Kay Oyegun, who has written for Queen Sugar and is set to pen the biopic of Angela Davis, is one of the masterminds behind the tear-jerking “This Is Us” roller coaster that has almost everyone on the edge of their emotions on a weekly basis. Oyegun’s pen is assigned to not only the Black female characters, but to every fictional personality we’ve all fallen in love with throughout the series.
At a sit down with a few of the writers of the hit NBC show, I asked how characters were developed and if each writer has one particular assignment. A bit behind the rest of the world, I had only seen a few episodes, yet I wondered if Beth, the black wife and mother was assigned to the Black female writer. To my surprise, the answer was no. At first I was not sure how I felt about this until I realized that my thought process has been conditioned to be limited.
This is not a bad thing. In fact, this is a great thing. Although POC are needed to be a source of representation for other POCs, we, as creators, have the capabilities to be influential in more spaces than those that pertain solely to our own experiences. Because the truth is, the Black experience is expansive; we cannot and should not be contained in a box.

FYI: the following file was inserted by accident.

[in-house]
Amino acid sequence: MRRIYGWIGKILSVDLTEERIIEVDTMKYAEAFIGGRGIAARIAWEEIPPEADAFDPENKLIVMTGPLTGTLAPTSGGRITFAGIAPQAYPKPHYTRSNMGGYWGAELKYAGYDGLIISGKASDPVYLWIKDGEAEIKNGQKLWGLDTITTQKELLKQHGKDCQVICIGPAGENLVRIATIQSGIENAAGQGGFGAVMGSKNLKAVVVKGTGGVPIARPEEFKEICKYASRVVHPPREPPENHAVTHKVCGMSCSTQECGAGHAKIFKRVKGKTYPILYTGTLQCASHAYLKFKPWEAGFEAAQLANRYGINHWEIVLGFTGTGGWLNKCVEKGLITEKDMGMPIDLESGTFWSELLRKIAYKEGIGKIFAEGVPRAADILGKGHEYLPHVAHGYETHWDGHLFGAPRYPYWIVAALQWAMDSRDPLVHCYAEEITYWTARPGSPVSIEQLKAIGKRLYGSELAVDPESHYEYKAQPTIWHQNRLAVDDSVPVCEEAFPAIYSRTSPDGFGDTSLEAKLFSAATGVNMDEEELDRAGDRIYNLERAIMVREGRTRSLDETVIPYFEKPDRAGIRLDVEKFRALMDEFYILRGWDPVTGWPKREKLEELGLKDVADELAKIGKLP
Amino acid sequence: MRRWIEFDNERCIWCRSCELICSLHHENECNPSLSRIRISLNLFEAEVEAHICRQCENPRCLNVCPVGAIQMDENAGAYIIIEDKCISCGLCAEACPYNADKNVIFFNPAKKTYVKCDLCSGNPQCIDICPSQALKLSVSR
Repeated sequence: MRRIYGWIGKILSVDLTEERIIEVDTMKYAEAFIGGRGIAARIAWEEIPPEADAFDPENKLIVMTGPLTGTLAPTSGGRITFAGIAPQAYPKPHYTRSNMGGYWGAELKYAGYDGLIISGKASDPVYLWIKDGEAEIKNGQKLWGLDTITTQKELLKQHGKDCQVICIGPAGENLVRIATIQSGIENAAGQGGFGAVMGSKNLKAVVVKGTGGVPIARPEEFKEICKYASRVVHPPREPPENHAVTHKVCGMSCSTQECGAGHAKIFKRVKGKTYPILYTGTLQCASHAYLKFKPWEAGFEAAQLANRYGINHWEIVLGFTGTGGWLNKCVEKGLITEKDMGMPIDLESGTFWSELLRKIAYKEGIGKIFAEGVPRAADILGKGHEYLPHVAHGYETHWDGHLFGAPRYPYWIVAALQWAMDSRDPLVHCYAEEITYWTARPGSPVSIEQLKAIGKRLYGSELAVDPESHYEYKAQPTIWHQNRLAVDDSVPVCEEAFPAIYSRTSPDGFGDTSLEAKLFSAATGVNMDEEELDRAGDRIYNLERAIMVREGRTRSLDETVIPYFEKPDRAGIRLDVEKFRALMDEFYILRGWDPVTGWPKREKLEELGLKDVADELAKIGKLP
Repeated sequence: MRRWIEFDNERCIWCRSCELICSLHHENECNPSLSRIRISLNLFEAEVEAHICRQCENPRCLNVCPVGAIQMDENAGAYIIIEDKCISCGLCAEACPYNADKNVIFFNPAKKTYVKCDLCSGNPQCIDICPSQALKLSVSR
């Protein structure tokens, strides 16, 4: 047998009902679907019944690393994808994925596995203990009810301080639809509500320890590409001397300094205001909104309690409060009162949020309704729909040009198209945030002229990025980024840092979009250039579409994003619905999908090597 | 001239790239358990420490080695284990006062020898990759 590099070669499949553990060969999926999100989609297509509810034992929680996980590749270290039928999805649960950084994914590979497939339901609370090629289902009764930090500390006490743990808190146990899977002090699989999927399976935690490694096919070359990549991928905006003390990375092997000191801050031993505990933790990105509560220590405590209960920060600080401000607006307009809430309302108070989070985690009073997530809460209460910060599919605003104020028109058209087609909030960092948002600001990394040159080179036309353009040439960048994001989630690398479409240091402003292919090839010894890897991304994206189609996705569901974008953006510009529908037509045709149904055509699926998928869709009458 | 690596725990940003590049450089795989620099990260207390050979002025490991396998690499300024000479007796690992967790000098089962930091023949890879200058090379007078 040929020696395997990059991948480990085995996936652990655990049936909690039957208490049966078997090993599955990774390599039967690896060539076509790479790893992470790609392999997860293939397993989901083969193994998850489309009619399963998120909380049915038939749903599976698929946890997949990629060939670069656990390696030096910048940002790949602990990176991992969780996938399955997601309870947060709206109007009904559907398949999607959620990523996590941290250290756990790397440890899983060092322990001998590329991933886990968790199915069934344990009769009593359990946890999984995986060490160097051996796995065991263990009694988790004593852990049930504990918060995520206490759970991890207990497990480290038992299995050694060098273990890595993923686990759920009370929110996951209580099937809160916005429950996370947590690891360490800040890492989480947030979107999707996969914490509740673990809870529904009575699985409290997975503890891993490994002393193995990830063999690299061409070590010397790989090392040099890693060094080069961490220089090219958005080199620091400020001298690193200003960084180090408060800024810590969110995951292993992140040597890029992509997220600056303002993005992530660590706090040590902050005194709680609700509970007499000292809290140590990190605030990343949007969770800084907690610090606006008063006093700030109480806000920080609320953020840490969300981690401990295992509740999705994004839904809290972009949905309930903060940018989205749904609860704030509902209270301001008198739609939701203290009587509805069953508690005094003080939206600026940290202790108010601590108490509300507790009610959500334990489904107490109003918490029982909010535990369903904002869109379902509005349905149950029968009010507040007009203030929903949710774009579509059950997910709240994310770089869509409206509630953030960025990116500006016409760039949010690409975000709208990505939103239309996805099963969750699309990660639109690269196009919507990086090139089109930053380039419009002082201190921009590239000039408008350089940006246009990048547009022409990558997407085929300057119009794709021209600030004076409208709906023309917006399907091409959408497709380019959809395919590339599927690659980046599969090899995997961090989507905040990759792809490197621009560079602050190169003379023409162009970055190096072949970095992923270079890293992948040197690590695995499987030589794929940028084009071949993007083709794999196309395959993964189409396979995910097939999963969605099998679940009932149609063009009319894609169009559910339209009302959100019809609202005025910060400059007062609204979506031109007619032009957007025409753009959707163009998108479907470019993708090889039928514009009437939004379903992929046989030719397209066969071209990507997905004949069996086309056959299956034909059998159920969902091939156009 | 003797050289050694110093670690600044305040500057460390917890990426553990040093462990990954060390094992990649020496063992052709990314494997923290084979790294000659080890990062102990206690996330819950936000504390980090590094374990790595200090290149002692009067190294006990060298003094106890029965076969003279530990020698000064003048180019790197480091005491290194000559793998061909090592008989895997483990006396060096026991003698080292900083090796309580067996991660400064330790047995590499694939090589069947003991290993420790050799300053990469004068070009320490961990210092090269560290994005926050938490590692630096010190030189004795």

Can you imagine being at a round table, sneezing, and hearing, “God bless you, sis” from a woman you do not know and does not know you, while in the middle of sharing her brilliance? That’s what having a black woman at the table does. It brings in family, it brings in truth, it brings in the nature of our nurturing that makes us and anything we touch stand out. Because she is there, we know we will not be misrepresented. We will not be unheard, and because she is there, every other character has a bit more umph.
Now these are my words, not hers. I am just giving this queen credit and recognition for being a part of one of the most monumental television shows we have seen in several years. We’re rooting for you, sis. And we thank you for championing for us in a real way!